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Will Covid-19 vaccines be enough to get the economy back on track, curb youth unemployment, and mitigate mental health effects?.

Blog Editor, IOE Digital12 January 2021

Golo Henseke.

With the country in the third national lookdown, a Covid-19 free future can sometimes be hard to imagine. But the roll out of first vaccines, albeit slow, does fuel hopes that we can put the health crisis behind us before too long. But how swiftly will the economic recovery follow, and what will this mean for our nation’s young people?

Our new project examining the Covid-19 pandemic’s impacts on youth employment, learning and well-being has received funding from the Economic and Social Research Council (ESRC). We will provide robust evidence on the pandemic’s consequences for young people’s employment, learning, and well-being.

A swift economic recovery seems essential to keep people in work or help them return to paid employment. Despite the successful furlough scheme which protected workers from the worst, young people have been hit (more…)

A Covid generation: who are the winners and losers of a disrupted school year?

Blog Editor, IOE Digital7 January 2021

PIRO4D / Pixabay

Melanie Ehren, Martijn Meeter and Anne Fleur Kortekaas.

The term ‘Covid generation’ has become the new buzz word to refer to children and adolescents under 20 who are affected by school closures and other disruptions.

A report by UNICEF estimates that globally, more than 570 million students – 33 per cent of all enrolled students worldwide –were affected by country-wide school closures in 30 nations as of November 2020. They will have had varying access to remote and online teaching during these closures, and many students from disadvantaged backgrounds will have had little to no learning.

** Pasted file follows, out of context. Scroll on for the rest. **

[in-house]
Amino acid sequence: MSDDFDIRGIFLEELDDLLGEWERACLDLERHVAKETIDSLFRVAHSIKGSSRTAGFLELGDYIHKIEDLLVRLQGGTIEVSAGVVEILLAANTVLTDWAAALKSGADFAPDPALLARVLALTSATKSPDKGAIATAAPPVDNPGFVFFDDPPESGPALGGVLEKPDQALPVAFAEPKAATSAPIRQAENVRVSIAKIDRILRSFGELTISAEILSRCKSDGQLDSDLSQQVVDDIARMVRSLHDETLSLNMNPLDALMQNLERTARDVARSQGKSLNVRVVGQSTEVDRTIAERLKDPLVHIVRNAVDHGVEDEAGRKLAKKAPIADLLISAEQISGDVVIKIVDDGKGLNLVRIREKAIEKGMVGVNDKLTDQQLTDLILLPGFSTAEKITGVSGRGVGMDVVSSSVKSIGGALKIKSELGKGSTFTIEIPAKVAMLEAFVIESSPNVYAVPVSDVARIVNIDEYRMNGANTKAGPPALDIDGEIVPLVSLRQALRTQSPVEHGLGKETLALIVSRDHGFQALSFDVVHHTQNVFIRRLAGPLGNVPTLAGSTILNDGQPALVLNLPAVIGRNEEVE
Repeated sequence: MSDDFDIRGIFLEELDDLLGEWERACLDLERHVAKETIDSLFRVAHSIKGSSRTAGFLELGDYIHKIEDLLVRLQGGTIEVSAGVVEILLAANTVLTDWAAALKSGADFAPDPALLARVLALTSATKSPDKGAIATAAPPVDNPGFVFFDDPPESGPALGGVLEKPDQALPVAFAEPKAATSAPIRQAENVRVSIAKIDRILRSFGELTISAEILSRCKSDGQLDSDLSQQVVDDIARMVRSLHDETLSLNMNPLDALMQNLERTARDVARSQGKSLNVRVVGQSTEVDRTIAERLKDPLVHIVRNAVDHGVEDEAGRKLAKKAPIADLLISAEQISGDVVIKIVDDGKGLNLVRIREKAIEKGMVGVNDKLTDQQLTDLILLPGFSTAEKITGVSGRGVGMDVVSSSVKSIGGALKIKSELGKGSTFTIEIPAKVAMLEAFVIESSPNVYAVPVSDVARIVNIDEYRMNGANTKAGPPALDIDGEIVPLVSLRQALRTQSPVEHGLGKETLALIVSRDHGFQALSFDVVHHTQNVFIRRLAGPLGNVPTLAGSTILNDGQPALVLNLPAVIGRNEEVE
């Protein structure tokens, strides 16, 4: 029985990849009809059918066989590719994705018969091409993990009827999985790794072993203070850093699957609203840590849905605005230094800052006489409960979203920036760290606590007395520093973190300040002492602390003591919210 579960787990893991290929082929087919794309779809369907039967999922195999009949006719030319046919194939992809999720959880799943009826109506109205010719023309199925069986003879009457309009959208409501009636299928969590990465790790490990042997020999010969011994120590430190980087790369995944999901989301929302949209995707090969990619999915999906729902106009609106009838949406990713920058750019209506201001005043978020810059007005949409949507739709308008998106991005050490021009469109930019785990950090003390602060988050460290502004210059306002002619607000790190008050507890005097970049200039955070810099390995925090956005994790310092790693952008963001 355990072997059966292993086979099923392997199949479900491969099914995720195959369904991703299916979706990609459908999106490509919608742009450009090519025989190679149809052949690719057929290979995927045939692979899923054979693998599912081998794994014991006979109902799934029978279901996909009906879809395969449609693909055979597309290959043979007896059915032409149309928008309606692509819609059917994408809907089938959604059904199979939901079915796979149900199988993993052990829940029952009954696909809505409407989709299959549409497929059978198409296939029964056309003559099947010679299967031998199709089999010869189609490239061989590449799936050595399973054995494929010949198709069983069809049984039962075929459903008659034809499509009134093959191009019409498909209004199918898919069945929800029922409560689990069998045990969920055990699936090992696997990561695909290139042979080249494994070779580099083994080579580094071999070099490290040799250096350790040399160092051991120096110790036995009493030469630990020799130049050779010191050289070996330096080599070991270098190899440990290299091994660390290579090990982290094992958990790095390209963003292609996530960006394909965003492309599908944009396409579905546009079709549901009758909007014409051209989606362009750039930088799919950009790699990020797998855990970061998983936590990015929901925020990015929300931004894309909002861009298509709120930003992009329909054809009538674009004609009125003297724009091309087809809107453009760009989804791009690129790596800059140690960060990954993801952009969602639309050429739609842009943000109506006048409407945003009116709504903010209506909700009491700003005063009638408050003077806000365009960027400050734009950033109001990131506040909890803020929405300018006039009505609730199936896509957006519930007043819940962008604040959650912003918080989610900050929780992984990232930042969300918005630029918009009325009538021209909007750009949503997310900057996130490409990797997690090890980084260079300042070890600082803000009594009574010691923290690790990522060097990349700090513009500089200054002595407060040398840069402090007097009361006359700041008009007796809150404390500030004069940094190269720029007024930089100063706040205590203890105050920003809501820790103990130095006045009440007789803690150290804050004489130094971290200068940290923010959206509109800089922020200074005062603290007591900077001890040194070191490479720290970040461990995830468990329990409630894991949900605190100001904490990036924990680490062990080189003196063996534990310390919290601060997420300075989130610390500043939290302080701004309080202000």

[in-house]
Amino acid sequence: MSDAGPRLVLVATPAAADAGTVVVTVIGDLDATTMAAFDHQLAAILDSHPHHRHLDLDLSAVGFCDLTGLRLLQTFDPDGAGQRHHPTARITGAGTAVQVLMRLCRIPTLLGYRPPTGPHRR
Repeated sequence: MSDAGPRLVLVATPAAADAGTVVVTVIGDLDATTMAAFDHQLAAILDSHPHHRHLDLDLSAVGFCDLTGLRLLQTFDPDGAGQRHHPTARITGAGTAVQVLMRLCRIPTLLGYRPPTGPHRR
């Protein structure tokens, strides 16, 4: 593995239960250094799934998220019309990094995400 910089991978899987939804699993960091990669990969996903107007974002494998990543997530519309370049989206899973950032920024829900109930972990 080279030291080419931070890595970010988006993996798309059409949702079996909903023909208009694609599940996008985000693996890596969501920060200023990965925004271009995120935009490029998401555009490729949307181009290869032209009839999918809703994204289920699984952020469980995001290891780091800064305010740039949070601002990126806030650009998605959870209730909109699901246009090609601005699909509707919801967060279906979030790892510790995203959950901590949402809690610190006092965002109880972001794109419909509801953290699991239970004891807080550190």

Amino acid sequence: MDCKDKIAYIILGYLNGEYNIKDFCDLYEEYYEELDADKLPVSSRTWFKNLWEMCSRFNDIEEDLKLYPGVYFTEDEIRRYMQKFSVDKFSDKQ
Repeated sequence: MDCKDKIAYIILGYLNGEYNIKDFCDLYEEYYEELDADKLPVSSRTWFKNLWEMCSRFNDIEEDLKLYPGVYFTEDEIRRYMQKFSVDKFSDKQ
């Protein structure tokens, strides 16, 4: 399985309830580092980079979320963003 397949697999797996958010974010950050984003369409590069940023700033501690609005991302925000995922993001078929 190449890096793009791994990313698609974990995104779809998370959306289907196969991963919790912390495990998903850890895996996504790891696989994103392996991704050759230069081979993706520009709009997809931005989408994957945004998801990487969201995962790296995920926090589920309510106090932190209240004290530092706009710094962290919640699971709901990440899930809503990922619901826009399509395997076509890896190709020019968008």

Some believe the lost learning of this generation will have a detrimental effect on the rest of their school and employment careers. This phenomenon is called the ‘Matthew effect’, after the Evangelist’s saying that “For whoever has, to him shall be given […] but whoever has not, from him shall be taken away even that he has”: (more…)

Widening participation in HE: why it’s important to focus on ‘first generation’ students

Blog Editor, IOE Digital4 November 2020

Anna Adamecz-Völgyi, Morag Henderson, and Nikki Shure.

why IOE and UCL are merging

As this new and unusual academic year starts taking shape, thousands of students are trying to settle into their new lives at university. For some students, going to university will seem like the obvious, normal thing to do. Others, especially those who are the first in their families to attend higher education, may be stepping into less comfortable new world.

A plethora of research shows that young people from disadvantaged backgrounds are less likely to go to university and that if they go, they end up at lower ranked institutions, studying “lower value” courses than their peers from more advantaged backgrounds. At the same time, universities are actively engaging in the “Widening Participation (WP) agenda”, attempting to increase the diversity of their student body. But in order to attract students from disadvantaged backgrounds, universities first need to be able to identify who they are.

Our research will help them pinpoint (more…)

Uganda: lockdown brought increased inequality and violence for young people

Blog Editor, IOE Digital19 October 2020

Jenny Parkes and Simone Datzberger.